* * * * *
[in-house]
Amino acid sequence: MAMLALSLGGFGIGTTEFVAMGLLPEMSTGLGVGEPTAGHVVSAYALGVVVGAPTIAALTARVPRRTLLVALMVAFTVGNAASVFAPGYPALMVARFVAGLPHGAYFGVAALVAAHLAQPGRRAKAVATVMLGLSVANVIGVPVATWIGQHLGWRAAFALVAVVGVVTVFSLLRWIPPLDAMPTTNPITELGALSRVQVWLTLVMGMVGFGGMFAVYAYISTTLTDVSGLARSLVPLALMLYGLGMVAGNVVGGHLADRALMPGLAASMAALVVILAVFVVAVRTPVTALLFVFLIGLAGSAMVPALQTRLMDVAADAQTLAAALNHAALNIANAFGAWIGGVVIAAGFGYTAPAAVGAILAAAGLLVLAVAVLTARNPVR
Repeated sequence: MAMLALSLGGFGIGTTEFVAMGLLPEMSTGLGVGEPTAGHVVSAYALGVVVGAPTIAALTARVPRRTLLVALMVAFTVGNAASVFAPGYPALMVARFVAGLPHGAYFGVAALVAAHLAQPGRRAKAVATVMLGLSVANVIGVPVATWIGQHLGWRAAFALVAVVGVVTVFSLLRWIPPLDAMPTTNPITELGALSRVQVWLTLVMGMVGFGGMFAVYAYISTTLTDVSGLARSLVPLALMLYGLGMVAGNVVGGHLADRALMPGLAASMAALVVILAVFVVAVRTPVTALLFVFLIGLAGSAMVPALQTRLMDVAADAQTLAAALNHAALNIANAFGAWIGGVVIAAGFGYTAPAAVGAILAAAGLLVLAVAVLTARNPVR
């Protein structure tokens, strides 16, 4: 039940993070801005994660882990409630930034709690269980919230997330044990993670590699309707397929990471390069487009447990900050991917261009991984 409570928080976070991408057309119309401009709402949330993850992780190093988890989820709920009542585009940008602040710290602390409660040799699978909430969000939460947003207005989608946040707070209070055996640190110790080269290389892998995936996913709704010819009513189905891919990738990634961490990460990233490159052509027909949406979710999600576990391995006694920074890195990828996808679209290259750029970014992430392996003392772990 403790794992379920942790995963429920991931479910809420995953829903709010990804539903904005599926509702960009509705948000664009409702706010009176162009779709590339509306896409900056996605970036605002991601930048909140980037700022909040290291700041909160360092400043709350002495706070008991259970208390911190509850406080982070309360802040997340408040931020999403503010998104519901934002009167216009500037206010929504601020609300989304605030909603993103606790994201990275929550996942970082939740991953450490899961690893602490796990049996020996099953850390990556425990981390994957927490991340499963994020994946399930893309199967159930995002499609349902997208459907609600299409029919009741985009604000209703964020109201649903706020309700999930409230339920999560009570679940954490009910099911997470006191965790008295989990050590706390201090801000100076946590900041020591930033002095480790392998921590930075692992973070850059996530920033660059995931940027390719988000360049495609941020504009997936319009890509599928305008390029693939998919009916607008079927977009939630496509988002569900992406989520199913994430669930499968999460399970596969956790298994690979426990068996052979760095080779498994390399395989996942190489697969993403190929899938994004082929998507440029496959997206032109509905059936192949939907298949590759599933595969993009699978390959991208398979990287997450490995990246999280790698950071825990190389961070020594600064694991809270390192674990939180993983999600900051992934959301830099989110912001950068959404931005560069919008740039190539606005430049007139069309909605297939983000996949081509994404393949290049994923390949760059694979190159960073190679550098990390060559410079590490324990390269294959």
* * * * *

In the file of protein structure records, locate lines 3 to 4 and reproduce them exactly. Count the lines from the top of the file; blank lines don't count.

Repeated sequence: MAMLALSLGGFGIGTTEFVAMGLLPEMSTGLGVGEPTAGHVVSAYALGVVVGAPTIAALTARVPRRTLLVALMVAFTVGNAASVFAPGYPALMVARFVAGLPHGAYFGVAALVAAHLAQPGRRAKAVATVMLGLSVANVIGVPVATWIGQHLGWRAAFALVAVVGVVTVFSLLRWIPPLDAMPTTNPITELGALSRVQVWLTLVMGMVGFGGMFAVYAYISTTLTDVSGLARSLVPLALMLYGLGMVAGNVVGGHLADRALMPGLAASMAALVVILAVFVVAVRTPVTALLFVFLIGLAGSAMVPALQTRLMDVAADAQTLAAALNHAALNIANAFGAWIGGVVIAAGFGYTAPAAVGAILAAAGLLVLAVAVLTARNPVR
């Protein structure tokens, strides 16, 4: 039940993070801005994660882990409630930034709690269980919230997330044990993670590699309707397929990471390069487009447990900050991917261009991984 409570928080976070991408057309119309401009709402949330993850992780190093988890989820709920009542585009940008602040710290602390409660040799699978909430969000939460947003207005989608946040707070209070055996640190110790080269290389892998995936996913709704010819009513189905891919990738990634961490990460990233490159052509027909949406979710999600576990391995006694920074890195990828996808679209290259750029970014992430392996003392772990 403790794992379920942790995963429920991931479910809420995953829903709010990804539903904005599926509702960009509705948000664009409702706010009176162009779709590339509306896409900056996605970036605002991601930048909140980037700022909040290291700041909160360092400043709350002495706070008991259970208390911190509850406080982070309360802040997340408040931020999403503010998104519901934002009167216009500037206010929504601020609300989304605030909603993103606790994201990275929550996942970082939740991953450490899961690893602490796990049996020996099953850390990556425990981390994957927490991340499963994020994946399930893309199967159930995002499609349902997208459907609600299409029919009741985009604000209703964020109201649903706020309700999930409230339920999560009570679940954490009910099911997470006191965790008295989990050590706390201090801000100076946590900041020591930033002095480790392998921590930075692992973070850059996530920033660059995931940027390719988000360049495609941020504009997936319009890509599928305008390029693939998919009916607008079927977009939630496509988002569900992406989520199913994430669930499968999460399970596969956790298994690979426990068996052979760095080779498994390399395989996942190489697969993403190929899938994004082929998507440029496959997206032109509905059936192949939907298949590759599933595969993009699978390959991208398979990287997450490995990246999280790698950071825990190389961070020594600064694991809270390192674990939180993983999600900051992934959301830099989110912001950068959404931005560069919008740039190539606005430049007139069309909605297939983000996949081509994404393949290049994923390949760059694979190159960073190679550098990390060559410079590490324990390269294959």